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February 13 PDAA Program Examines Diplomacy in Space Exploration

International Space Station crew members

Crew members from U.S., Russia, and Japan aboard the International Space Station, December 2015. (NASA.gov)

(14 January 2017) From John Glenn to Elon Musk, Americans who dare to go to space have inspired Americans from the first days of the space program.   Through State, the U.S. has been a leader at the United Nations Committee on the Peaceful Uses of Outer Space (COPUOS) and other international fora on space and earth sciences.

PDAA’s program on Monday, February 13 explored diplomacy’s role in the incredible accomplishments of last 50 years in space exploration and stewardship of our planet through the earth sciences.  Participants heard from three top experts in the field of space diplomacy about how space activities have bolstered diplomacy and how diplomacy has bolstered the cooperation.

The public’s interest in space and space exploration rarely flags, bolstered by the inspiring work of NASA and its formidable public affairs operations.  In cooperation with USAID, NASA’s satellite data has been used to track elephant populations in Botswana and floods in Bangladesh.  Kent Bress is the director of the Aeronautics and Cross Agency Support Division in the Office of International and Interagency Relations (OIIR) at NASA Headquarters in Washington, DC.

Kent Bress

Kent Bress, 13 February 2017 (A. Kotok)

In his current position he oversees NASA’s collaboration with Europe and Canada, and supervises the negotiation of international agreements in the areas of aeronautics, space technology, education and public outreach.  From 1997 until 1999 he was NASA’s representative in Moscow, Russia.

The Office of Space and Advanced Technology (OES/SAT) ensures that U.S. space policies and multilateral science activities support U.S. foreign policy objectives and enhance space and technological competitiveness.  The United States, its allies and its adversaries around the world have established the goal of peaceful uses of outer space, and cooperate intensively to build and maintain the International Space Station.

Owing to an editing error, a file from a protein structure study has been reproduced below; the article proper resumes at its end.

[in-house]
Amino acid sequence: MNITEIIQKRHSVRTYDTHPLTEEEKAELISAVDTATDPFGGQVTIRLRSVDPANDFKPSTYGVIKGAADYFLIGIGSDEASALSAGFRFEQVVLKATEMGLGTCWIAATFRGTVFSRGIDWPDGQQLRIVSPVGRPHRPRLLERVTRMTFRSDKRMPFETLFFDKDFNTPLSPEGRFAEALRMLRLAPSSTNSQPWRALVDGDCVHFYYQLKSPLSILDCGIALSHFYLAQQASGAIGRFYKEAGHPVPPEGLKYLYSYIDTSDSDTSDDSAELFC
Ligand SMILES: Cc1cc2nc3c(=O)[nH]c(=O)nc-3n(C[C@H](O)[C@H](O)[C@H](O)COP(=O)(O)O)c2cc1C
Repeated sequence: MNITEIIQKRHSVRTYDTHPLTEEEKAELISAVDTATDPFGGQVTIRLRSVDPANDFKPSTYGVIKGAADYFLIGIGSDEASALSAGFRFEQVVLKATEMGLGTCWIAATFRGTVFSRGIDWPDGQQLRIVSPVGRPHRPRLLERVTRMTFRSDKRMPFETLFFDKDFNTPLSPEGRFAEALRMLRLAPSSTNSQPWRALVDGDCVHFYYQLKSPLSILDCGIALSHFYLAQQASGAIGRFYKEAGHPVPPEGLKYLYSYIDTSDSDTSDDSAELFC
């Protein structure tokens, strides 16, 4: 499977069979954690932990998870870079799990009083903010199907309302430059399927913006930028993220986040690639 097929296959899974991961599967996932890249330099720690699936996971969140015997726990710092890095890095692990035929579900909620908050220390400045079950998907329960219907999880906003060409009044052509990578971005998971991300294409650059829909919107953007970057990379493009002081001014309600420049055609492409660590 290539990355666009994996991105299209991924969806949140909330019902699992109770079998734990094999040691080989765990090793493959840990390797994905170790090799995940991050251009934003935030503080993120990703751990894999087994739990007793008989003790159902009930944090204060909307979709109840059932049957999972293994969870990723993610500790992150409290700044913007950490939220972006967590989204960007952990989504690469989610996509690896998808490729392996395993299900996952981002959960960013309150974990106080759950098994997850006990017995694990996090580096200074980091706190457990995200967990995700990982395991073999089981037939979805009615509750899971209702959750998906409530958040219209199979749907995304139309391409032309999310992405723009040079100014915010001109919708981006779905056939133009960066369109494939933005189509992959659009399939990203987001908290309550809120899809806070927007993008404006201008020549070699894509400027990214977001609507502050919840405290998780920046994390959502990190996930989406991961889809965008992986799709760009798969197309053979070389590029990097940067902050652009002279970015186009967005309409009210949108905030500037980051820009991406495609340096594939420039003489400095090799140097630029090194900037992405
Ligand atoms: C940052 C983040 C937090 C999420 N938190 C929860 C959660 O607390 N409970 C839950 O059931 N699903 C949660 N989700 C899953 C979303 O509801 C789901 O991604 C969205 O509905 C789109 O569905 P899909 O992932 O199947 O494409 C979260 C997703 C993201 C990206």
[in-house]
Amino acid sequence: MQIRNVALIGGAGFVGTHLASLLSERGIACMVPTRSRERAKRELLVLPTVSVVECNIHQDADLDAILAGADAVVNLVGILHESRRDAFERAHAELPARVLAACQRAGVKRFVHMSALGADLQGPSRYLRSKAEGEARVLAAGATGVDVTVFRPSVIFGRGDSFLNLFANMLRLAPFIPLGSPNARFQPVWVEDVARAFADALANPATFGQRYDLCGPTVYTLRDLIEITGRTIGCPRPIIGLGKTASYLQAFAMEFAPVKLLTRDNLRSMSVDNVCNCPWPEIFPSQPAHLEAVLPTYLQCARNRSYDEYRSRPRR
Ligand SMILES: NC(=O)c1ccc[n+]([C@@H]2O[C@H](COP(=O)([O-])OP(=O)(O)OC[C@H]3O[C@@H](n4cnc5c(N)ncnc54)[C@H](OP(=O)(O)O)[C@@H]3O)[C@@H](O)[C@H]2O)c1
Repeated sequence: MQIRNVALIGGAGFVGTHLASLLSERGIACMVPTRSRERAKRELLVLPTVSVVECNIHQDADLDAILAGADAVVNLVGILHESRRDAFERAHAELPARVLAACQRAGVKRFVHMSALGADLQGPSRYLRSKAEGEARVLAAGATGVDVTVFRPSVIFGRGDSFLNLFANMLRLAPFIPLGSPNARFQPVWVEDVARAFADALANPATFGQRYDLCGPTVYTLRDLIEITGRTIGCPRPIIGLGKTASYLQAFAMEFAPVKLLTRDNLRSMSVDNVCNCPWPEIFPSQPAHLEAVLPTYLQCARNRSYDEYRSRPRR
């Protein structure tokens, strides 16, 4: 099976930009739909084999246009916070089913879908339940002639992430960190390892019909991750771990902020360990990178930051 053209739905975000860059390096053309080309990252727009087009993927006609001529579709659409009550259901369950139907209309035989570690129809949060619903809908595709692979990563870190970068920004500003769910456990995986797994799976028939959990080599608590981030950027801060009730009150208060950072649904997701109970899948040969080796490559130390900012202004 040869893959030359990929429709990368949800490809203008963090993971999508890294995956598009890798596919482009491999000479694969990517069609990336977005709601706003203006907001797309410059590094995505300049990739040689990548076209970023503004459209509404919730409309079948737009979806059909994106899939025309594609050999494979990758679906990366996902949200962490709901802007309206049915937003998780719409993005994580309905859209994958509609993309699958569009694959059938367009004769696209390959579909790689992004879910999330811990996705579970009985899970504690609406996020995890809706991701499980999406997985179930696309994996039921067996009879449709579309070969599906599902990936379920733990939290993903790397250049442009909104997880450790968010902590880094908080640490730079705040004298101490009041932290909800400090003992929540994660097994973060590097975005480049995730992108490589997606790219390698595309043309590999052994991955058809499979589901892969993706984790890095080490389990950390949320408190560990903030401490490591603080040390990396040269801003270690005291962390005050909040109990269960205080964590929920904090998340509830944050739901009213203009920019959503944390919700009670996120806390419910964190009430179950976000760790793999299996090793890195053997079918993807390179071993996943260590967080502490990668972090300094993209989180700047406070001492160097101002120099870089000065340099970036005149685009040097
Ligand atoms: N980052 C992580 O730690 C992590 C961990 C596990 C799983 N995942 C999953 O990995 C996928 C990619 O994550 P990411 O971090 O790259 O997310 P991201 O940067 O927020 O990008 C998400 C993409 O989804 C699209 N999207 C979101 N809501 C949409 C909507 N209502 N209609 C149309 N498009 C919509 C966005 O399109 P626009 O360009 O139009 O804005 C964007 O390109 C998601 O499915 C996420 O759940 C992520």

Ken Hodgkins

Ken Hodgkins, 13 February 2017 (A. Kotok)

The Outer Space Treaty, signed by 105 countries, establishes the mechanics for this cooperation.   Ken Hodgkins is the Director for the Office of Space and Advanced Technology in the Bureau of Oceans, Environment and Science.  Mr. Hodgkins serves as the U.S. representative to COPUOS. He has been the State representative for major Presidential policy reviews on remote sensing, the Global Positioning Satellite (GPS) system, orbital debris, and the use of space nuclear power sources.

Founded in 1983, the Space Foundation is the foremost advocate for all sectors of space, and is a global, nonprofit leader in space awareness activities, educational programs and major industry events, including the annual Space Symposium, in support of its mission “to advance space-related endeavors to inspire, enable and propel humanity.”   As a non-profit foundation, the Foundation amplifies these efforts through research, outreach and support of educational and cultural programs throughout the U.S.

Bill Parker

Bill Parker, 13 February 2017 (A. Kotok)

Bill Parker, a retired FSO after 31 years, with multiple postings for USIA and State, is a Special Advisor for International Affairs to the Space Foundation.  He has trained Foreign Affairs Officers at FSI and the National Security Space Institute at Wright Patterson Air Force Base in Ohio. Parker tells about his work with the Space Foundation in a recent essay on PublicDiplomacy.org.

The PDAA program took place place Monday, February 13, 2017 at the DACOR-Bacon House, 1801 F St NW, Washington, DC.

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